University News

Despite renovations, dorms still inconsistent, over quota

Thirty percent of residential halls remain inaccessible, according to Facilities Management

By
Senior Staff Writer
Friday, September 23, 2016

As the new school year gets into full swing, students are beginning to settle into their new dorms on campus. With over 40 residential halls on campus, housing experiences at Brown can range from cinderblock walls to gorgeous views overlooking the Main Green.

Both the Office of Residential Life and the Department of Facilities Management are constantly looking for ways to improve the living experience at the University, said Vice President for Facilities Management Stephen Maiorisi.

“From 2012 to 2016, the University invested $90 million in residence halls,” Maiorisi added.

Much of the work occurs in various cycles, he said. Items like paint and carpets are refurbished more often than elements like the roofs and walls of residence halls, he added.

“We would not expect students to see all of this,” said Assistant Vice President for Campus Life Marylou McMillan, referring to the structural upgrades that may go unnoticed, yet are vital to the upkeep of residence halls.

This includes crucial upgrades to building safety like the “Fire Life Safety Upgrades” in which new fire prevention systems ­­— such as sprinklers and fire alarms — were installed in all residential halls in 2005, Maiorisi said.

The most recent renovations to residence halls came this summer, when Barbour Hall and Perkins Hall received $2.8 million and $2.2 million upgrades, respectively. Barbour houses 169 students while Perkins is home to 191 students, according to Facilities Management records.

The University considers all aspects of the residence hall when looking at renovations, McMillan said, adding that the outdoor courtyard in Barbour Hall was redone over the summer.

“I am really happy with my suite in Barbour,” said Callie Smith ’19, who lives in a five-person suite in Barbour. “People who lived in the building last year told me that some of the rooms were worn down, so I was surprised to see how nice the furniture and kitchen appliances were.”

Smith added that all the suites she had visited have a “ton of space” with nice couches and tables.

But for students in other dorms, amenities are not as desirable. Keeney Quadrangle underwent a massive $21 million renovation that took place in 2013, according to Facilities Management records. But Rock Hoffman ’20 — who lives in Archibald-Bronson in Keeney— found there to be a “lack of water pressure in the showers” as well as “hand dryers (that) have so little power, they are essentially useless,” he said.

Hoffman also found broken cabinets and window shades in his room, which were later replaced by Facilities Management, he said.

Other first-year dorms, including Emery Hall, Woolley Hall, Morris and Champlin, were treated to renovations in 2013 that cost a total of $1.1 million.

“I’d probably describe the condition of my dorm as decent,” Elyse Sauber ’20, a resident in Woolley Hall. “It’s livable and there’s nothing fundamentally wrong with the conditions, but the building is old and grimy. I wouldn’t have a problem with it if the other freshman dorms weren’t so nice.”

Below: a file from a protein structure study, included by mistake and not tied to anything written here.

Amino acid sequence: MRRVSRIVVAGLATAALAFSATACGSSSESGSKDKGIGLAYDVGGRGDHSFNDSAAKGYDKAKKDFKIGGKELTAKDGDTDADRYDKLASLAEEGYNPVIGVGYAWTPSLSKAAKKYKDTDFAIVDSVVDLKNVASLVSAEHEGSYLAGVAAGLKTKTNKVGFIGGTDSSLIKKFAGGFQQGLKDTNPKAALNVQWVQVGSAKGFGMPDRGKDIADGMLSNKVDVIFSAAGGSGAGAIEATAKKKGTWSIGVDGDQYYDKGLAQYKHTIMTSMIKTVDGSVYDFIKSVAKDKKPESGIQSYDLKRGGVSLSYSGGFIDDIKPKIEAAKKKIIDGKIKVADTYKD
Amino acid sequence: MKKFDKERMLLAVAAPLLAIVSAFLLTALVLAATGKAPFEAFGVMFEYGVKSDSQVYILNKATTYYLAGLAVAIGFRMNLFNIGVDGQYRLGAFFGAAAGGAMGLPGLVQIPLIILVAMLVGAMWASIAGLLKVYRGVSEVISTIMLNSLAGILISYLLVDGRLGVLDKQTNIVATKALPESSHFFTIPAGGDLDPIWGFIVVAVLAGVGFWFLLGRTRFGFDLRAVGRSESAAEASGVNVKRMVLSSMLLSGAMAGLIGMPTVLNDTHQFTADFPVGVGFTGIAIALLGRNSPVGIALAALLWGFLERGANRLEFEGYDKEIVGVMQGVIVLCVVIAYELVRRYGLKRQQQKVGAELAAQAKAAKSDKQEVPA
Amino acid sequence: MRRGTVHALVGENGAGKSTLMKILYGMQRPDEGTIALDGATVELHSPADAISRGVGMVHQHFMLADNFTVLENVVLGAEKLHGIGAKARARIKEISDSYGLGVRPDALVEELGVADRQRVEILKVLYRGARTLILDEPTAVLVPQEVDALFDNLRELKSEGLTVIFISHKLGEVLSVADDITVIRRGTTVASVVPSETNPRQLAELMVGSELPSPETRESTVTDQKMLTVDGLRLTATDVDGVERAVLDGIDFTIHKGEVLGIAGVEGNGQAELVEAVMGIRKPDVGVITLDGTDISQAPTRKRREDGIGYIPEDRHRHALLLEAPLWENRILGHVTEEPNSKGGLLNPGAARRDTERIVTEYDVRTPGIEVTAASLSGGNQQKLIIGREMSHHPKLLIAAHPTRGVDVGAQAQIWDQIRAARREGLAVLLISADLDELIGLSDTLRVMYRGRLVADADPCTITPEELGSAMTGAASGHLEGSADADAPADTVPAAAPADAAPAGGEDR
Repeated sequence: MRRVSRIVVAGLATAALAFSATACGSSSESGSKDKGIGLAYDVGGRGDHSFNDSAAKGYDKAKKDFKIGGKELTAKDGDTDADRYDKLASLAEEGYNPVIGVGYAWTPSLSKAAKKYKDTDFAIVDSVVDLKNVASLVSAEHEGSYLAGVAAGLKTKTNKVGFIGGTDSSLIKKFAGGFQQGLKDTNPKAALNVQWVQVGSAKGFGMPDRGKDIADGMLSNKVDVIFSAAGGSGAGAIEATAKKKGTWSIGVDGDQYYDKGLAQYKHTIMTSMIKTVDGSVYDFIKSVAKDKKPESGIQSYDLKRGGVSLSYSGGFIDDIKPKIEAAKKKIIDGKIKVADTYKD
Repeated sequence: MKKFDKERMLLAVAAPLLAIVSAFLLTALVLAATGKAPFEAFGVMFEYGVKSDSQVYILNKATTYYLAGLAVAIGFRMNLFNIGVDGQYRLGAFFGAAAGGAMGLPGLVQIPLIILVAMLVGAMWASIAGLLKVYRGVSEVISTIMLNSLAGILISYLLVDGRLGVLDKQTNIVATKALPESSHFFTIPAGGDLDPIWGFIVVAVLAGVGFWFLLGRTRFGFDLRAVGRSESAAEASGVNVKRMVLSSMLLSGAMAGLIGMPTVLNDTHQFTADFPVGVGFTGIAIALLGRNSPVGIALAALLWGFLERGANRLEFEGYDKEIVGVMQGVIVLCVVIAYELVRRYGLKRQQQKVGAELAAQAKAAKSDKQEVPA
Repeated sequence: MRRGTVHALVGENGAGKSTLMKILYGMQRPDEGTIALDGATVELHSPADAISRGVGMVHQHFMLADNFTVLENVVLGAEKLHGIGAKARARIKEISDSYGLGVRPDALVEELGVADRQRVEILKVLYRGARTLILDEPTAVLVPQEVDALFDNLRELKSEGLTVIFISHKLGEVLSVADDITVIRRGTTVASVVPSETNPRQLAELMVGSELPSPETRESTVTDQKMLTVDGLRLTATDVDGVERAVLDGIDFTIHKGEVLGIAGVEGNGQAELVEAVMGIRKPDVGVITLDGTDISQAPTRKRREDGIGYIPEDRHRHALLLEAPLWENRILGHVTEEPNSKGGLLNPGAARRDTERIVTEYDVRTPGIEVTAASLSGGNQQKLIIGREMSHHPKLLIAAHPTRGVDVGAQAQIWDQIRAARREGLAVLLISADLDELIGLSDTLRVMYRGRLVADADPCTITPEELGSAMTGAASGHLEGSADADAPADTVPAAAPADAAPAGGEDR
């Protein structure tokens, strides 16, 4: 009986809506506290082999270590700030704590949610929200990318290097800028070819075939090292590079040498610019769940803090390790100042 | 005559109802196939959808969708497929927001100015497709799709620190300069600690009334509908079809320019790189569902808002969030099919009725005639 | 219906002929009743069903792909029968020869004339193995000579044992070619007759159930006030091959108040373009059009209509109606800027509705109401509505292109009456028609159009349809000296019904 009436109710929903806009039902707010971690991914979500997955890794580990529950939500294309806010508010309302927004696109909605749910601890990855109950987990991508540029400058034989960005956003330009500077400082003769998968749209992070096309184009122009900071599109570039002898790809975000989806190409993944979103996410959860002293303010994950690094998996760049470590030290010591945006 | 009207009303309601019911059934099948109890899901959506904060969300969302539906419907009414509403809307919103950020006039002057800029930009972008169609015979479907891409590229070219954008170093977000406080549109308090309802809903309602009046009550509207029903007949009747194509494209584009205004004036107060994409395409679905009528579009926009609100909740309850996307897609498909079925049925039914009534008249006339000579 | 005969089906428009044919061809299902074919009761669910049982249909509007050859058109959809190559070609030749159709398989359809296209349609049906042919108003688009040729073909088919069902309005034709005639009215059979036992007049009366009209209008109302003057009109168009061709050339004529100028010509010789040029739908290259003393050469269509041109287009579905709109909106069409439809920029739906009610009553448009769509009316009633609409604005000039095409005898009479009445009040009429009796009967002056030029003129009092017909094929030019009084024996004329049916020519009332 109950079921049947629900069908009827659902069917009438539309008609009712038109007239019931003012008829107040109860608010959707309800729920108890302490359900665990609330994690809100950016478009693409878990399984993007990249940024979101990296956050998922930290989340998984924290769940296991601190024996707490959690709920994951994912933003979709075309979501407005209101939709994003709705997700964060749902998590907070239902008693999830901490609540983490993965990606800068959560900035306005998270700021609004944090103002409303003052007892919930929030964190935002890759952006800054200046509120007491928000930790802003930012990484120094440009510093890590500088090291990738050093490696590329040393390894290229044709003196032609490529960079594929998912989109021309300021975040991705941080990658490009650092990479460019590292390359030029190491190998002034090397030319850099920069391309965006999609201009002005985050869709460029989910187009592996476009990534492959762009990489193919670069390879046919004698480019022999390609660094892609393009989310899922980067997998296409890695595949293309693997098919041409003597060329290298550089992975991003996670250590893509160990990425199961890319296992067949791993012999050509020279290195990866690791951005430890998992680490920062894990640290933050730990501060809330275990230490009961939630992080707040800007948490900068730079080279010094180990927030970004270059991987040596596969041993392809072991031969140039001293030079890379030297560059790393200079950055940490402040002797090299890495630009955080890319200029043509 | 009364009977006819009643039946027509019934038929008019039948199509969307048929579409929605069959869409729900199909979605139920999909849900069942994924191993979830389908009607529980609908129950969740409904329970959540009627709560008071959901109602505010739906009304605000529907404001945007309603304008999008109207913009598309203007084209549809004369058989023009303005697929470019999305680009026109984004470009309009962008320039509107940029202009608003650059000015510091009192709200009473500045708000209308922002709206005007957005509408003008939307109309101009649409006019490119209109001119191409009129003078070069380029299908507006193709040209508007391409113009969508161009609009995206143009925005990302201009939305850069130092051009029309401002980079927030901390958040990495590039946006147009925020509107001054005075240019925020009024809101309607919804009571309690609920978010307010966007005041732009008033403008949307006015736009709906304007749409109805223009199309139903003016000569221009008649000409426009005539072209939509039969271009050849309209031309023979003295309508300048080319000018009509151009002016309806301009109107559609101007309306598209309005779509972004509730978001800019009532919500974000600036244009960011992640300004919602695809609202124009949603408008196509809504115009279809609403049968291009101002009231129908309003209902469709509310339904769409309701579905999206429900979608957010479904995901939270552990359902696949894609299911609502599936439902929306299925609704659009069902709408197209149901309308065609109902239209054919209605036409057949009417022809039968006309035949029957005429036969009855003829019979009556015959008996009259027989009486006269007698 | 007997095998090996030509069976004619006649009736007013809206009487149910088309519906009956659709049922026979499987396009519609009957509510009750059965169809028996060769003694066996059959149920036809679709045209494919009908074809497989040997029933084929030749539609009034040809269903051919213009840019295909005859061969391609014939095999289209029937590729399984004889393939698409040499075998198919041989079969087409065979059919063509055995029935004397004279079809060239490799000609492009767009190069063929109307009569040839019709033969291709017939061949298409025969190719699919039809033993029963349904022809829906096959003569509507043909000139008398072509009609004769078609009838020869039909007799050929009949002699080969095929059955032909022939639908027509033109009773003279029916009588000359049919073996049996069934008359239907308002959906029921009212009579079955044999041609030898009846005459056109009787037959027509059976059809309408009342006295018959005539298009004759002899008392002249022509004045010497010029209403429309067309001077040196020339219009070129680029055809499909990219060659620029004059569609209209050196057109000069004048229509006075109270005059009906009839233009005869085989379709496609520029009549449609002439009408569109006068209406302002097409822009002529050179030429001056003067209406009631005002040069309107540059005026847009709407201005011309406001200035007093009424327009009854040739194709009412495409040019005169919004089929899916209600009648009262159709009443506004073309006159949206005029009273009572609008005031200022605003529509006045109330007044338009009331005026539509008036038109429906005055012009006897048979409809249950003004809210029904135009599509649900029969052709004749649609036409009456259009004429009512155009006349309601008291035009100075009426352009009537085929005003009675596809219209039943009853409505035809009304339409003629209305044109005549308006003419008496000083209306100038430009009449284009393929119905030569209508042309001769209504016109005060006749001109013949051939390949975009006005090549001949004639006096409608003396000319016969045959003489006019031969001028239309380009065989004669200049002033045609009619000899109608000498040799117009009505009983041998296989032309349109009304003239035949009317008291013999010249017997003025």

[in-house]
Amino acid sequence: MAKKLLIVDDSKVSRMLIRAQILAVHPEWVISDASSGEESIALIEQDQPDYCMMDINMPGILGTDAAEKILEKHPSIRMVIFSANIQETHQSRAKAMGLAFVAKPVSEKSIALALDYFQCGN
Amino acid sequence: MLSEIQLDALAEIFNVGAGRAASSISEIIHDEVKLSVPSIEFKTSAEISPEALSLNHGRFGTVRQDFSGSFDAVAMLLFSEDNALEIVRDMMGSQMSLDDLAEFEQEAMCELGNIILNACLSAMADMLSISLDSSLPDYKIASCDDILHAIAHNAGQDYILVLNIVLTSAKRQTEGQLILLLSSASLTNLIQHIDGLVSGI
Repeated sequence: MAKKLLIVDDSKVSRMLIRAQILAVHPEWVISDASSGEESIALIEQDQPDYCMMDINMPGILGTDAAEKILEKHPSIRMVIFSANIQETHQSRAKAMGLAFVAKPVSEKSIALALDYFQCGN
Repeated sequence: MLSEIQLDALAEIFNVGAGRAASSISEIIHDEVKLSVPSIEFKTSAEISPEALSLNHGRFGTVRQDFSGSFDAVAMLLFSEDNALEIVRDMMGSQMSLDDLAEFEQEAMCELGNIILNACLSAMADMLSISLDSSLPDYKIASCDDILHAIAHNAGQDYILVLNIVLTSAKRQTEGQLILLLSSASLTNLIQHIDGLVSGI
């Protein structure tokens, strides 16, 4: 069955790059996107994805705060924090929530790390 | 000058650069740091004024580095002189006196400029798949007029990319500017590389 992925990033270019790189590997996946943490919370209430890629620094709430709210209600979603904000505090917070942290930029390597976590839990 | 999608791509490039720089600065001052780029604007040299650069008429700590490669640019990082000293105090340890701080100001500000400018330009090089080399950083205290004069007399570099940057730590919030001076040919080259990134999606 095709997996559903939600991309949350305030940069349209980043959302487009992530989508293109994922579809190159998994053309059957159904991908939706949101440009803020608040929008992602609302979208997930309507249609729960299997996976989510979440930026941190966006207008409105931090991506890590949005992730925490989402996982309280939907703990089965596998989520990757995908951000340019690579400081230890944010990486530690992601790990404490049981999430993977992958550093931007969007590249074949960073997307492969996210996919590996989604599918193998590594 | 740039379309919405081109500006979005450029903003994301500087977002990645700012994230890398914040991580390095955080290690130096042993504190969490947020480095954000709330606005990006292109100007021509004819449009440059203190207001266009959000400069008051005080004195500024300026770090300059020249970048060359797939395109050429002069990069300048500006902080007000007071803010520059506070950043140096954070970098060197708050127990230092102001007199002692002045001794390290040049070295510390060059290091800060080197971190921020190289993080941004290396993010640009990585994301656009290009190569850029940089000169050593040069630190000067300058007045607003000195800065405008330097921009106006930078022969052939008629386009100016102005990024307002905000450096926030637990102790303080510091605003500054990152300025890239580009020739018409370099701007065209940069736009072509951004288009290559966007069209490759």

Sauber enjoys the location of Woolley Hall, but would rather be in a bigger space as she doesn’t “spend a ton of time in (her) room since it’s so small.”

While Sauber thinks the University is doing “a wonderful job” in maintaining the overall conditions of the freshman dorms, a lot of new students “would be happier if the University worked to make the discrepancy between certain freshman living spaces a little less drastic,” she added.

A part of the 2013 renovation of first-year residence halls included making some of the residential halls more accessible for all students. Elevators were added to Keeney, Miller Hall and Metcalf Hall, McMillan said, adding that improving the accessibility of residence halls is one of the key areas looked at in determining how to conduct renovations.

Yet 30 percent of the residential halls remain inaccessible, Maiorisi said.  For example, in the Young Orchard residence halls, only one room out of the three buildings is accessible to students with disabilities, Maiorisi said.

The accessibility of certain dorms can vary based on the specific floor. For instance, the dorms on Wriston Quadrangle — which were subject to two sets of renovations totaling $12 million over 2014 and 2015 — are only fully accessible on their first floors, with lifts and ramps available for wheelchairs. But without elevators, the dorms are not fully accessible, McMillan said.

Because the University guarantees on-campus housing to undergraduates for all four years with a requirement that first-year and sophomore students must live on campus, the Office of Residential Life must constantly deal with the issue of overcapacity. Though the University has a total of 5,021 beds across residential halls, and juniors and seniors have the option to live off-campus, some students find themselves in temporary housing, making their homes in former kitchens and lounges.

“This has been an average year in terms of overcapacity,” said Richard Hilton, associate director for administrative services at ResLife. About 16 students lived in temporary housing at the beginning of the new school year, though some of those students are now in permanent rooms, he added.

Students who take a leave of absence or do not inform the University they are not coming back for the semester provide opportunities for permanent rooms for those in temporary housing, Hilton said. Because of this, overcapacity “waxes and wanes “throughout the year, McMillan said. “We are always looking to increase capacity and looking at different options.”